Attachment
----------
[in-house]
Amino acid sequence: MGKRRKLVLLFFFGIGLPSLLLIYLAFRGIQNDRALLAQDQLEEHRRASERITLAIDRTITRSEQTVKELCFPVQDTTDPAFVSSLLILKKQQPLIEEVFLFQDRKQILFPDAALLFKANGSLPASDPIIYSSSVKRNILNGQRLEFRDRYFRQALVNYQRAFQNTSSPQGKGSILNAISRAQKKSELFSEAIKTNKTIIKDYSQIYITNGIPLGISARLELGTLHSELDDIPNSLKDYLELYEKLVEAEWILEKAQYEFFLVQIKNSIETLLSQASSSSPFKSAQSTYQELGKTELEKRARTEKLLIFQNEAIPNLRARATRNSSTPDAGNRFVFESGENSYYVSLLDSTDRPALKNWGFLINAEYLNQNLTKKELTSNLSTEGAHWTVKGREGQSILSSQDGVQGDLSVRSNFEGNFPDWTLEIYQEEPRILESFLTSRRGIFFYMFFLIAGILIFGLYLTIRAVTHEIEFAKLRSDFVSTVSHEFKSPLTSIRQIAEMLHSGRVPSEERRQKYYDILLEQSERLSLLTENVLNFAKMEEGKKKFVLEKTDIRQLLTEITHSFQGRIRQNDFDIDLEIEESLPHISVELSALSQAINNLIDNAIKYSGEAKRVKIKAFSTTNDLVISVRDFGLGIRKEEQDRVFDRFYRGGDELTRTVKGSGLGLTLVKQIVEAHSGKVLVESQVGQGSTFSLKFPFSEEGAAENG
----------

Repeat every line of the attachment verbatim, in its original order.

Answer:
[in-house]
Amino acid sequence: MGKRRKLVLLFFFGIGLPSLLLIYLAFRGIQNDRALLAQDQLEEHRRASERITLAIDRTITRSEQTVKELCFPVQDTTDPAFVSSLLILKKQQPLIEEVFLFQDRKQILFPDAALLFKANGSLPASDPIIYSSSVKRNILNGQRLEFRDRYFRQALVNYQRAFQNTSSPQGKGSILNAISRAQKKSELFSEAIKTNKTIIKDYSQIYITNGIPLGISARLELGTLHSELDDIPNSLKDYLELYEKLVEAEWILEKAQYEFFLVQIKNSIETLLSQASSSSPFKSAQSTYQELGKTELEKRARTEKLLIFQNEAIPNLRARATRNSSTPDAGNRFVFESGENSYYVSLLDSTDRPALKNWGFLINAEYLNQNLTKKELTSNLSTEGAHWTVKGREGQSILSSQDGVQGDLSVRSNFEGNFPDWTLEIYQEEPRILESFLTSRRGIFFYMFFLIAGILIFGLYLTIRAVTHEIEFAKLRSDFVSTVSHEFKSPLTSIRQIAEMLHSGRVPSEERRQKYYDILLEQSERLSLLTENVLNFAKMEEGKKKFVLEKTDIRQLLTEITHSFQGRIRQNDFDIDLEIEESLPHISVELSALSQAINNLIDNAIKYSGEAKRVKIKAFSTTNDLVISVRDFGLGIRKEEQDRVFDRFYRGGDELTRTVKGSGLGLTLVKQIVEAHSGKVLVESQVGQGSTFSLKFPFSEEGAAENG